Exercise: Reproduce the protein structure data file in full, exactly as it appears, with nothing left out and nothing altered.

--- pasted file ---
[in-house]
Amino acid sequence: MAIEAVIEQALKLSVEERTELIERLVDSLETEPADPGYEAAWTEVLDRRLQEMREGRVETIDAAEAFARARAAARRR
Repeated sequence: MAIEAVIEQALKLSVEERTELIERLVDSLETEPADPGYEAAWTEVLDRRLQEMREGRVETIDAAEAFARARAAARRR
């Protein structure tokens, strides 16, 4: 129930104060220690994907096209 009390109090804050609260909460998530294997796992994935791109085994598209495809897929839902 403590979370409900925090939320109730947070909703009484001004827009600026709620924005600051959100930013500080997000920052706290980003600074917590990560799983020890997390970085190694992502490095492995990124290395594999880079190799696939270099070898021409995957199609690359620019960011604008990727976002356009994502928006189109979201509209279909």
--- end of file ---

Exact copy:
[in-house]
Amino acid sequence: MAIEAVIEQALKLSVEERTELIERLVDSLETEPADPGYEAAWTEVLDRRLQEMREGRVETIDAAEAFARARAAARRR
Repeated sequence: MAIEAVIEQALKLSVEERTELIERLVDSLETEPADPGYEAAWTEVLDRRLQEMREGRVETIDAAEAFARARAAARRR
């Protein structure tokens, strides 16, 4: 129930104060220690994907096209 009390109090804050609260909460998530294997796992994935791109085994598209495809897929839902 403590979370409900925090939320109730947070909703009484001004827009600026709620924005600051959100930013500080997000920052706290980003600074917590990560799983020890997390970085190694992502490095492995990124290395594999880079190799696939270099070898021409995957199609690359620019960011604008990727976002356009994502928006189109979201509209279909």